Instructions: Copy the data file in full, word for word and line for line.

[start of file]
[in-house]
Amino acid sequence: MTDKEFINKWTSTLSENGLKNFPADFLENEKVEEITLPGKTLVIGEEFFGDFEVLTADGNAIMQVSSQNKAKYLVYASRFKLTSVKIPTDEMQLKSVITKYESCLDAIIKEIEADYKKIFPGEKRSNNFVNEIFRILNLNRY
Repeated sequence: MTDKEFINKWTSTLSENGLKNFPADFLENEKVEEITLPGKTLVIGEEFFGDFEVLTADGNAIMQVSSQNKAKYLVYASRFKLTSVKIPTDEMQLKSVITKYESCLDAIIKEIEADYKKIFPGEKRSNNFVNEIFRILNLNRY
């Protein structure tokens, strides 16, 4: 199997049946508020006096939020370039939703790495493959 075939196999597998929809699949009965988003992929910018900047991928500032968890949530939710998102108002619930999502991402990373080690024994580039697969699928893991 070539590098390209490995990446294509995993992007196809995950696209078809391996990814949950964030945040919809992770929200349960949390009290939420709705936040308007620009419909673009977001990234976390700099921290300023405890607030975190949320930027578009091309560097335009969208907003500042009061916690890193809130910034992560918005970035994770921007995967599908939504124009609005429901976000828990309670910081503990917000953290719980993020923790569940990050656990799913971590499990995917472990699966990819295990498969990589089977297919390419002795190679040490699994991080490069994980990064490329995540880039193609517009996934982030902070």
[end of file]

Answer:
[in-house]
Amino acid sequence: MTDKEFINKWTSTLSENGLKNFPADFLENEKVEEITLPGKTLVIGEEFFGDFEVLTADGNAIMQVSSQNKAKYLVYASRFKLTSVKIPTDEMQLKSVITKYESCLDAIIKEIEADYKKIFPGEKRSNNFVNEIFRILNLNRY
Repeated sequence: MTDKEFINKWTSTLSENGLKNFPADFLENEKVEEITLPGKTLVIGEEFFGDFEVLTADGNAIMQVSSQNKAKYLVYASRFKLTSVKIPTDEMQLKSVITKYESCLDAIIKEIEADYKKIFPGEKRSNNFVNEIFRILNLNRY
């Protein structure tokens, strides 16, 4: 199997049946508020006096939020370039939703790495493959 075939196999597998929809699949009965988003992929910018900047991928500032968890949530939710998102108002619930999502991402990373080690024994580039697969699928893991 070539590098390209490995990446294509995993992007196809995950696209078809391996990814949950964030945040919809992770929200349960949390009290939420709705936040308007620009419909673009977001990234976390700099921290300023405890607030975190949320930027578009091309560097335009969208907003500042009061916690890193809130910034992560918005970035994770921007995967599908939504124009609005429901976000828990309670910081503990917000953290719980993020923790569940990050656990799913971590499990995917472990699966990819295990498969990589089977297919390419002795190679040490699994991080490069994980990064490329995540880039193609517009996934982030902070």